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High on Hong Kong: tier one nations come knocking as Peter Drewett lands plum Welsh gig

The union’s head of elite coach development takes up a role in the UK in another boost for the professionalism of the sport here

PUBLISHED : Friday, 20 January, 2017, 6:35pm
UPDATED : Friday, 20 January, 2017, 6:51pm

While on the field Hong Kong still have a way to go to match it with the world’s best, there is no doubting that the HKRU could not be doing much more off the pitch to ensure the best possible environment for its players.

It is something that has not gone unnoticed across the globe, with some of the best teams looking to Hong Kong to fill positions.

The union’s standing in the world of rugby got a further boost this week with the appointment of Pete Drewett – the union’s head of elite coach development – to a position with the Welsh Rugby Union.

While Drewett was ready for a move closer to his home in England for family reasons, the fact he can walk straight into an integral role with a union like Wales speaks volumes of the set-up here.

Drewett will take up the role of performance coach manager in Wales as of March 1 and is the latest in a string of Hong Kong coaches to join unions at the very top of the game.

In December, former Hong Kong sevens boss Gareth Baber landed the job as coach of reigning Olympic and World Series champions Fiji.

Before him current Hong Kong 15s boss Leigh Jones was recruited by Japan to join their coaching panel in the lead-up to the 2015 World Cup, while former HKRU club coaching officer Joe Shawwent to English powerhouse Saracens.

Now Drewett is off to take up a key role at a tier one nation, just another reminder of how highly regarded the Hong Kong system is throughout the world.

The union insists this is nothing new and to a degree it isn’t, but it’s been a big few months and rugby here is picking up steam by the day.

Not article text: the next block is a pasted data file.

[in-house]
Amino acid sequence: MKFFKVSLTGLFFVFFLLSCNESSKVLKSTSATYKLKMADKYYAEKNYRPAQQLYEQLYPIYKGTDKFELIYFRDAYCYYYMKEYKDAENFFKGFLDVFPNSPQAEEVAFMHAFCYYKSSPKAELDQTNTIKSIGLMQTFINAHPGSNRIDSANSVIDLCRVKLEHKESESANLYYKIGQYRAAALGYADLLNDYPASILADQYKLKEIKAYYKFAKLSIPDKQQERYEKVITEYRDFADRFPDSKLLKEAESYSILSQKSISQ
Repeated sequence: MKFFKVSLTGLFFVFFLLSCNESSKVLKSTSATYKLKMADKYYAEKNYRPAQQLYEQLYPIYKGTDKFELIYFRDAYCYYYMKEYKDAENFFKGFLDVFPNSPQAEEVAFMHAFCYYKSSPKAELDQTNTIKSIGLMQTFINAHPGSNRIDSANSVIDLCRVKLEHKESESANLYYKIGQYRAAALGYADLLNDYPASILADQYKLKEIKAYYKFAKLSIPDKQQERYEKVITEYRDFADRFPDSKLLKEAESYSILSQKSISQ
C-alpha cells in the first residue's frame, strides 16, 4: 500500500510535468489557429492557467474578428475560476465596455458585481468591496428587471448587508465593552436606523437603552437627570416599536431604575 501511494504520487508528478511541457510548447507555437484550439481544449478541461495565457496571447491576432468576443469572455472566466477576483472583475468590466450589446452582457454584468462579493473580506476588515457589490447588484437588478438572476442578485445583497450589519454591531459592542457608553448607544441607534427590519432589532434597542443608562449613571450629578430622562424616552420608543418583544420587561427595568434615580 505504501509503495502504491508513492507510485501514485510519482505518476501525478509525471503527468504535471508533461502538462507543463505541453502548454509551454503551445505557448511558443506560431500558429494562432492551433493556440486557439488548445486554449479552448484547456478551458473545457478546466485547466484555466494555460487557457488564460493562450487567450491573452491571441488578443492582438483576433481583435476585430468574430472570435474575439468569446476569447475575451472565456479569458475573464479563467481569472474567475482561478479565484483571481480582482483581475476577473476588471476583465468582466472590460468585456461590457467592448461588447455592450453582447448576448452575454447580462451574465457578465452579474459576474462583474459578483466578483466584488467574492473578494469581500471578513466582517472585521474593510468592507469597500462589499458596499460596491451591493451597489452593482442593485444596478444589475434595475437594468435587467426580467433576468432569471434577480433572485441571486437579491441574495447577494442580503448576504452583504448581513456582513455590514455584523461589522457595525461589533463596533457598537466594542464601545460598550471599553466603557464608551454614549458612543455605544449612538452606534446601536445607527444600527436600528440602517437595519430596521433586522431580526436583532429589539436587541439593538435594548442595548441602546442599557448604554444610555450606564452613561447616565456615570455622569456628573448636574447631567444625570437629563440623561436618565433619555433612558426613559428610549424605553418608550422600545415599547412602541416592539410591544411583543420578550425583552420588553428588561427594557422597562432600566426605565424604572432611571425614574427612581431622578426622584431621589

“I think the world of rugby is looking at us. They can see the great work Dai [HKRU general manager of rugby performance Dai Rees] has done, the professional squad of people he has assembled around him and it’s great credit to Hong Kong that we are getting these jobs,” Drewett said.

“I think what Dai and the board of directors have created is a very professional environment and I think the players are receiving coaching that is as impressive as a tier one nation.”

Drewett will work closely with former Fiji coach Ben Ryan in Wales, who it was announced this week will work as a planning and preparation consultant of all Wales’ teams outside of Rob Howley’s 15s squad.

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Drewett, who has worked for the Rugby Football Union in England and coached premiership side Exeter Chiefs, is just one of a string of quality people appointed by the HKRU in recent years.

“Peter and Gareth both being recruited for major international posts in recent months demonstrate that Hong Kong is pushing new levels in our recruitment. The expertise of our people is now speaking for itself on the world stage,” Rees said.

“Over the last seven or eight years we have ensured we have recruited the best for the role and for Hong Kong.”

For this reason, Rees feels “Hong Kong is becoming a breeding ground, dare I say it, for people to be recycled back in to tier one nations”.

On top of this, the union is hopeful that it will also continue to work the other way, as it has done with the likes of former Scotland international Andy Hall and former English premiership star James Scaysbrook taking up roles in Hong Kong in recent years.

Big year of sevens ahead, but is a World Series berth the only way Hong Kong can show progress?

Baber’s signing by Fiji was a shock and an indication that Hong Kong is held in as high a regard as anyone in the sevens world.

The naming of his permanent replacement later this month looms as the first example of just what calibre of coach the HKRU are now able to lure back the other way.

Whoever gets the job, they won’t be the first highly qualified person to take up a role here, but if Hong Kong land a big, big name, it will be yet another indication of their increasing standing in the rugby world.